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How to Keep Your DIY Projects Sustainable

Two tires, painted white and turned into planters hanging on a house.

How to live more sustainably is gradually becoming an important topic for many homeowners. Additionally, do-it-yourself projects (DIYs) and tools are only growing in popularity among homeowners, as a creative outlet and a money-saving strategy. But project waste can be a serious drawback for some homeowners when considering home improvement projects. So, if you or your client is looking to spruce up a space while reducing waste footprint, check out these six sustainable DIY project tips.


Similar to recycling, “upcycling” is when you take an item that you have and, rather than send it elsewhere to be transformed, you do the transforming yourself. For example, if you have an empty glass wine bottle, instead of sending it to a recycling plant to have it melted down, you could turn it into a candle holder, or cut off the top, file the edges and make a new drinking glass. Upcycling is a quick and easy way to repair or rejuvenate common household items. You can even upcycle your furniture and house fixtures by adding a new coat of paint, or by installing new hardware like handles or legs. 

Upcycling is inexpensive, relatively easy, and eco-friendly. You can check out local thrift stores when looking for things like cabinet handles or cushions, and some hardware stores will resell unused or incorrectly mixed paints to you at a discounted rate. 

Measure Before You Cut

If you’re new to sustainable projects, it is wise to return to the basics when measuring. Triple-check your space measurements before buying or cutting up your raw materials; clear and accurate measurements can drastically reduce project waste and upfront material costs. Our 25’ Tape Measure can help increase your measurement accuracy and make your project needs more apparent.


If you do end up with project extras, make sure you compost or recycle when you can. Making a compost pile is fairly straightforward, and can be a great way to reduce food waste in your household. Compost can also help you start a vegetable or flower garden, which can be another sustainable and fun home improvement project. Common household waste you can compost includes:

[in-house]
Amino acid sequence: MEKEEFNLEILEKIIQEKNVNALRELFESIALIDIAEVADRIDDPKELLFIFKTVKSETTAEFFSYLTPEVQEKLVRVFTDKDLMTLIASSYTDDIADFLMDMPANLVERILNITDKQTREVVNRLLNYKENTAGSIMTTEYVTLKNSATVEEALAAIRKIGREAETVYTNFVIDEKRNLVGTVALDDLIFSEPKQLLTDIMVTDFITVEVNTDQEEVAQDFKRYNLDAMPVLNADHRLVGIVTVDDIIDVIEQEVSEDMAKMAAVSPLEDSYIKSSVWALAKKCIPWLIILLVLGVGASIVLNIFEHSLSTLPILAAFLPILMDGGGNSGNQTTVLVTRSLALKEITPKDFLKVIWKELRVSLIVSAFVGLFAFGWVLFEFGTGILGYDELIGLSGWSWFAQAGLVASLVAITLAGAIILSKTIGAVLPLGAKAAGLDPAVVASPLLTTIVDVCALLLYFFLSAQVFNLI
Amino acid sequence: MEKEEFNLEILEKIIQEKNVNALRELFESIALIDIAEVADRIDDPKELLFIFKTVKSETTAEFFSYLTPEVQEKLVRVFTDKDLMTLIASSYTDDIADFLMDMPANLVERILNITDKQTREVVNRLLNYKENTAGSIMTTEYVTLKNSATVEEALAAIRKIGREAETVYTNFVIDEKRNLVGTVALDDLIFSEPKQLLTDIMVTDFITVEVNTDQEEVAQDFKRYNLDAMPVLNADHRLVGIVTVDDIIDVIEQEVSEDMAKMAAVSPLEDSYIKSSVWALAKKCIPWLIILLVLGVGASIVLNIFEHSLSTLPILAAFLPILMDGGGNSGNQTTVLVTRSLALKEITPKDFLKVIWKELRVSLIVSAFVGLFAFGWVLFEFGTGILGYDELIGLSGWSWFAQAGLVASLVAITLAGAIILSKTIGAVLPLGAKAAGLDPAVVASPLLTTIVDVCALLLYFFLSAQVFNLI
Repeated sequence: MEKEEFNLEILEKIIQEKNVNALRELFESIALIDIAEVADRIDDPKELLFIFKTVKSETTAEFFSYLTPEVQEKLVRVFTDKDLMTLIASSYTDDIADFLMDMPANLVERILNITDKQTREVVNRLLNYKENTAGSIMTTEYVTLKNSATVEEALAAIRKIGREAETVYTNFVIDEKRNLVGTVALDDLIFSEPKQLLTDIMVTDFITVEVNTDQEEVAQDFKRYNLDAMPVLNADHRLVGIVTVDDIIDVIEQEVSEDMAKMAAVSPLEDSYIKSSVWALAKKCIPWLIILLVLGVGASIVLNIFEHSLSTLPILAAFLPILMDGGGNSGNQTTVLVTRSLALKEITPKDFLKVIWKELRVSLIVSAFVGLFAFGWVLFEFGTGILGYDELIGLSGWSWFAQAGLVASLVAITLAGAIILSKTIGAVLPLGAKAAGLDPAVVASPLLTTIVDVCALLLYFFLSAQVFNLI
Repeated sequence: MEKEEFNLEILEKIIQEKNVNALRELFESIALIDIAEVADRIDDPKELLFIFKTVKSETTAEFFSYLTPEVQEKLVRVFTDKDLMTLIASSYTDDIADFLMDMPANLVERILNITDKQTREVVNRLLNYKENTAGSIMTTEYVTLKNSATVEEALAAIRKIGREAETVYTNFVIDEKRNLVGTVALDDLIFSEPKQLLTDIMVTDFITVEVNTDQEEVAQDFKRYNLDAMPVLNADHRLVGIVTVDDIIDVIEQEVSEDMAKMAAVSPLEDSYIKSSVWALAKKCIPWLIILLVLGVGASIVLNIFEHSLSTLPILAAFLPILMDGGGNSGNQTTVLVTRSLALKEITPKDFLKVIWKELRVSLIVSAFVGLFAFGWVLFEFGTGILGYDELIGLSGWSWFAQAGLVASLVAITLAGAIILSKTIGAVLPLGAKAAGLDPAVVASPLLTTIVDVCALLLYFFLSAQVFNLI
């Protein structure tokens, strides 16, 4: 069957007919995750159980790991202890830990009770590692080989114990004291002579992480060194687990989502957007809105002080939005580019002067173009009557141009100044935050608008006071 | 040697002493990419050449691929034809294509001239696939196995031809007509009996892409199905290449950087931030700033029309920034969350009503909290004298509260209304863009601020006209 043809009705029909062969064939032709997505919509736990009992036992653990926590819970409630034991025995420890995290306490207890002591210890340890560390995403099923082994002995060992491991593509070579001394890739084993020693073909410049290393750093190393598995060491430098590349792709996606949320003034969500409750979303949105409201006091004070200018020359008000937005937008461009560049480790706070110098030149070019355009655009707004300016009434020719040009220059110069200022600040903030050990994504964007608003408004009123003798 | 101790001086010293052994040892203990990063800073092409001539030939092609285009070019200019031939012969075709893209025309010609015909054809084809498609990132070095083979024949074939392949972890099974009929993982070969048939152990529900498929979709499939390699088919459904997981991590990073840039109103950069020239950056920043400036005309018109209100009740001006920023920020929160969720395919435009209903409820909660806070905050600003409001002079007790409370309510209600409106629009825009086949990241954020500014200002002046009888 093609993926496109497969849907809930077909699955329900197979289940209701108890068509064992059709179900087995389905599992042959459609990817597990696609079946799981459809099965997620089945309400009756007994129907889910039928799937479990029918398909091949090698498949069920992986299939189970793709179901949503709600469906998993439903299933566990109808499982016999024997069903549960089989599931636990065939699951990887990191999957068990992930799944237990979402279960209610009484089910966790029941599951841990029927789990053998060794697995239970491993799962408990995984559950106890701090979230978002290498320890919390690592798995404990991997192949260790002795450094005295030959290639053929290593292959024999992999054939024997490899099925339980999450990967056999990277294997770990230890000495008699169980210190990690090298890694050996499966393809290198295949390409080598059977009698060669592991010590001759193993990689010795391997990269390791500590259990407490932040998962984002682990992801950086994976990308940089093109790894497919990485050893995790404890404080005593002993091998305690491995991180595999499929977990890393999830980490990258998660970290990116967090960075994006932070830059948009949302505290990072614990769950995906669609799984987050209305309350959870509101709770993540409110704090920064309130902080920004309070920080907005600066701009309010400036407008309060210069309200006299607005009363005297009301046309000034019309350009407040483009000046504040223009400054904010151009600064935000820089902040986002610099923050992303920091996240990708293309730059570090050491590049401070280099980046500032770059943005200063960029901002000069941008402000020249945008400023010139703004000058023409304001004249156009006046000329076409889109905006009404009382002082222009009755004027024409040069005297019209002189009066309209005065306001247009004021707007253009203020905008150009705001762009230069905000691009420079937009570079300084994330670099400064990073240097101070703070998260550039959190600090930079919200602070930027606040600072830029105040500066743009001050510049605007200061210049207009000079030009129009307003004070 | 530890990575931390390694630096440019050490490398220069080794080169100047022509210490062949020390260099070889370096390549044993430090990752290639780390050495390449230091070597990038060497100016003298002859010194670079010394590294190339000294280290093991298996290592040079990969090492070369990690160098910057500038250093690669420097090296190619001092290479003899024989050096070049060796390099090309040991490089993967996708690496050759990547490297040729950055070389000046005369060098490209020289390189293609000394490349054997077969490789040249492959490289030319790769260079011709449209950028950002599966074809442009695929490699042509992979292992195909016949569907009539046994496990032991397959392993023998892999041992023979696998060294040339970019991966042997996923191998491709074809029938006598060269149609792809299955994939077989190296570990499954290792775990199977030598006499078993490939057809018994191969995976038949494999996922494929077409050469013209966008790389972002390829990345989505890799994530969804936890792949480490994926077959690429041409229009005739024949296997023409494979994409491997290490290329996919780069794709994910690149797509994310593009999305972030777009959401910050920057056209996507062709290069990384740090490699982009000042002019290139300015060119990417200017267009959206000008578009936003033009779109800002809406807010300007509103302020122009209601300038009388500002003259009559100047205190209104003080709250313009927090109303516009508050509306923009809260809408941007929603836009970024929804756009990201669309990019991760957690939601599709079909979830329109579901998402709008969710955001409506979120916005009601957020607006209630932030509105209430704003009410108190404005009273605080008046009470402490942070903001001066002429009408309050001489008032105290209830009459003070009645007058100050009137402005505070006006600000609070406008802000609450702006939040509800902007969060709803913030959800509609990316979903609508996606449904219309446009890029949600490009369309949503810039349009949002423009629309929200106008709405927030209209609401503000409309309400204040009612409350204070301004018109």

• Food scraps
  • Cardboard and paper products
  • Leaves and yard clippings
  • Grass
  • Black and white printed newspaper

The NRDC’s guide to composting can help you determine what kind of composting will work best for you, and how to get started. If you have project extras that aren’t compostable, like bricks, cinder blocks, or flooring tiles, utilize these items to build out the compost collection pit itself. 

Buy From Local Manufacturers

Buying from local manufacturers and depots doesn’t just support your local economy, it is also one of your more sustainable shopping options. Products from local manufacturers don’t have to go through exhaustive shipping to get to you, therefore cutting down on any travel and packaging pollution that may be unavoidable when buying from a larger corporation. Consider shopping around your local businesses and depots the next time you need:

  • Lumber
  • Flooring tiles or planks
  • Bricks and cinder blocks
  • Sand or clay
  • Pottery

Local junkyards are also a great place to find unique materials like scrap metals and machinery parts for crafting or rebuilding projects — and often at a great price. 

Invest in Long-Lasting Tools

Investing in quality, long-lasting tools is a great way to kick off your home improvement journey, as they can help you perform all kinds of repair, restoration, or craft projects. It’s important to have the right tools for the job so that the quality of your projects isn’t affected by your implements, and so that you don’t have to keep replacing your tools as you go along. Some good tools to invest in for your projects are:

Learn to Use New Equipment

In the spirit of home improvement projects, learning to use new equipment can expand the range of projects you’re able to tackle on your own. By investing in proper equipment — like an all-purpose table saw — you're able to do more projects at home, without having to buy several products — like different-sized hand saws in this case. New equipment can also help you achieve your project goals quicker and easier. Here are some great tools and equipment to check out:

  • Table saw
  • Soldering iron
  • Sewing Machine
  • Power drill
  • Power washer
  • Air compressor
  • Stud finder

It is important when learning to use new equipment that you take all the necessary precautions by investing in protective gear, like gloves and goggles.

Whether you’re a first-time homeowner that wants to keep your waste footprint low, or you’re in your forever home and want to make some improvements towards sustainability, these projects can help you. Sustainable projects are a great option for homeowners to not only reduce waste and benefit the planet, but to breathe new life into your space, and to encourage you to build new skills that can benefit you, your family, and your home for years to come.